I ate my first manchip when I was around 8-years-old.
Dad pulled up outside in the sky blue Cortina and came running into the house – actually running — holding a paper bag transparent with hot grease. He was shiny-faced with excitement, a rare occurrence in those days of night-shifts, money troubles and headaches.
“Manchips! Bloody manchips!”
He said it as if my brother and I should know what a manchip was.
We, thrilled to see Dad thrilled, couldn’t wait to see what was going to emerge from the wrapping.
“Ooh, ow, hot, Jesus wept!” he said, throwing the thing from hand to hand.
This was why he’d been in such a hurry: the manchip, we learned, is a dish best served dangerously hot.
There were two in the bag; my brother and I got half each.
What we were presented with was a pocket of flaky, rolled pastry filled with semi-molten jam and dusted with granulated sugar. It was lardy and not especially sweet, the jam a mere smear. It was, frankly, a let-down after all the hype but we played along and ate up while Dad, apparently reverting to childhood for five bites, made yum-yum noises and licked jam off his factory-scarred fingertips.
Perhaps we confessed our disappointment or maybe Dad just guessed but, either way, I never saw another manchip. That is, until December 2017, with my 40th birthday looming, when I made a return trip to the old home town.
Walking up Cranleigh Gardens and waiting to cross St John Street I saw a chalkboard sign outside Judith’s Bakery: “Bridgwater Famous Manchips Sold Here”. Bridgwater’s famous manchips? This being the 21st century I Googled it while I waited for the lights to change and was astonished to read that, yes, the manchip is Bridgwater’s own contribution to the culinary catalogue.
The origins of the manchip, like those of most even slightly interesting things, are vague. They are sometimes also called ‘manchits’ or ‘manchets’, and the Oxford English Dictionary traces the similar ‘manchet’, meaning fine wheat bread, back to the 15th century.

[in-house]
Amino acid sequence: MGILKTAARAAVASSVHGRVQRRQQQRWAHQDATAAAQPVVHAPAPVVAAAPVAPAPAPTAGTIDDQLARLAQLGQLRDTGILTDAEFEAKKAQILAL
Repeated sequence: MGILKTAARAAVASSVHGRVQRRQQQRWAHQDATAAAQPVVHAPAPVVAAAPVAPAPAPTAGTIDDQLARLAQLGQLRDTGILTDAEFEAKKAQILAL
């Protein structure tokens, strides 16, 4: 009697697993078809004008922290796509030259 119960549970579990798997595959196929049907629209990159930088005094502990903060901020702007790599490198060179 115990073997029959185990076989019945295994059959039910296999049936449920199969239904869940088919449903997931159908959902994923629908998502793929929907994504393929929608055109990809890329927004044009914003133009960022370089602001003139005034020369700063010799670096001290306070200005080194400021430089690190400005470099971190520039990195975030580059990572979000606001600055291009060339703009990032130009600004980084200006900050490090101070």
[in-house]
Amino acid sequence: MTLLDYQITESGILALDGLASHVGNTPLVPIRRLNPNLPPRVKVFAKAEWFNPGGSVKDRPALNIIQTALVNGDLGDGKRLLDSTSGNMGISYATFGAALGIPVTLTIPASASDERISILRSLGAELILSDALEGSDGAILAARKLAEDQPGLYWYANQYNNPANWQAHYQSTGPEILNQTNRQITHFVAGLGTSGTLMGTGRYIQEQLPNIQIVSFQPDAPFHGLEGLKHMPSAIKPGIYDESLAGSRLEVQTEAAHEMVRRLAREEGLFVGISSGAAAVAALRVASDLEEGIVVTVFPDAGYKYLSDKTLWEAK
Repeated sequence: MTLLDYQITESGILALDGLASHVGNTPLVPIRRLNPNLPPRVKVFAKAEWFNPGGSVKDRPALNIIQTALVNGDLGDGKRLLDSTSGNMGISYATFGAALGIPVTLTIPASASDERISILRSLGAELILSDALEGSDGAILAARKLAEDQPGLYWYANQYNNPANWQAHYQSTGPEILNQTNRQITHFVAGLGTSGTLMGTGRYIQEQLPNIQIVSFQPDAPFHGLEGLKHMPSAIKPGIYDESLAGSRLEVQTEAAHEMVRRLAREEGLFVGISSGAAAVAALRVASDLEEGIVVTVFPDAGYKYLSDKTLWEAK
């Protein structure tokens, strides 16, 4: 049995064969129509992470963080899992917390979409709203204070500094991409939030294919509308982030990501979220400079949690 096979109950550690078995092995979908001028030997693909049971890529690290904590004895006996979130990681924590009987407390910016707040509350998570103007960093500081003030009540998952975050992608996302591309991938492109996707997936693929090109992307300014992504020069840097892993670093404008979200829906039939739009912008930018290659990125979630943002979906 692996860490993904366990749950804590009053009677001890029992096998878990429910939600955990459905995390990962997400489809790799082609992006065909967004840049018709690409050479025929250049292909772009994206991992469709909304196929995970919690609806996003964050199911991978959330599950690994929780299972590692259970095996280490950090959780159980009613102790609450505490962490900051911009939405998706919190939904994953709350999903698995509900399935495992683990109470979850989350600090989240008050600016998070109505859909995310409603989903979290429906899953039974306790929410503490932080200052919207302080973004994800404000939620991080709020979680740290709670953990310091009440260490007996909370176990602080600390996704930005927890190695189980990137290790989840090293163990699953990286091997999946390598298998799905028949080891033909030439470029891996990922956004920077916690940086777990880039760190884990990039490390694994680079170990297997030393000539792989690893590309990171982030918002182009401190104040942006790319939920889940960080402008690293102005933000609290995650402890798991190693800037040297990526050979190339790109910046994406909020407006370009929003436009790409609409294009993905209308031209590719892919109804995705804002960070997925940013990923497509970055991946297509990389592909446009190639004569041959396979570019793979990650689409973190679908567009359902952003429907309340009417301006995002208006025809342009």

A more obvious Bridgwater connection occurred to me, though: I was at school with several Manchips, and the Manchip or Manship clan has been a prominent one in Bridgwater for a couple of centuries. In fact, if you look up distribution of the surname Manchip in 1881 you find that every single one, give or take, lived in Somerset.
Nobody seems to have pinned down the exact origins of the Bridgwater manchip though Glyn Hughes has tracked down a 1938 reference to lardy pastries using that name which would seem to demolish the popular myth that it was a response to rationing during World War II.
Armed with the variant spellings I was able to find a tantalising reference to ‘french rolls and manchets’ in the precis of an 1885 book about St Mary’s Church in Bridgwater and (this is a bit complicated) an 1899 letter to the Taunton Courier in which a correspondent recalled a Taunton baker, Mr Betty, “famous for the excellence of his breakfast manchips” (20/09). Perhaps most useful, though, is this letter to the Taunton Courier printed on 22 June 1946, which contains reference to the foodstuff itself:
The reference to Manchets in last week’s Herald carried my memory back 50 or 60 years to the days when small boys went through the streets of towns in this part of England very early in the morning, crying “Hot Rolls and Butter Manchets” or “Buttered Manchips” or “Buttery Mansions” or some other variation of the last two words. These Manchets, Manchips, or Mansions were a plain kind of flat dough cake, or tea cake, kept hot, cut open and buttered for breakfast…. [As] far as my memory serves me they were eaten in my young days only, or at any rate mainly, at breakfast time.
That’s odd, isn’t it? No jam. Not notably lardy.
I’m going to keep looking for more information but here’s my current assumption: ‘manchip’ was being used to describe a kind of fancy roll in Somerset during the 19th century but its use dwindled until it was reinvented during or after World War II as something sweeter and more pastry-like.
Regardless of its origins, my second ever manchip, eaten hot on the platform at Bridgwater station as I waited for a train back to Bristol, was delicious – fat slicking the tongue, just enough fruit acid to tame it, and flakes of pastry falling like gold leaf around my feet. Once I’d dusted myself down and wiped my fingers on the paper bag, I knew I owed Dad an apology.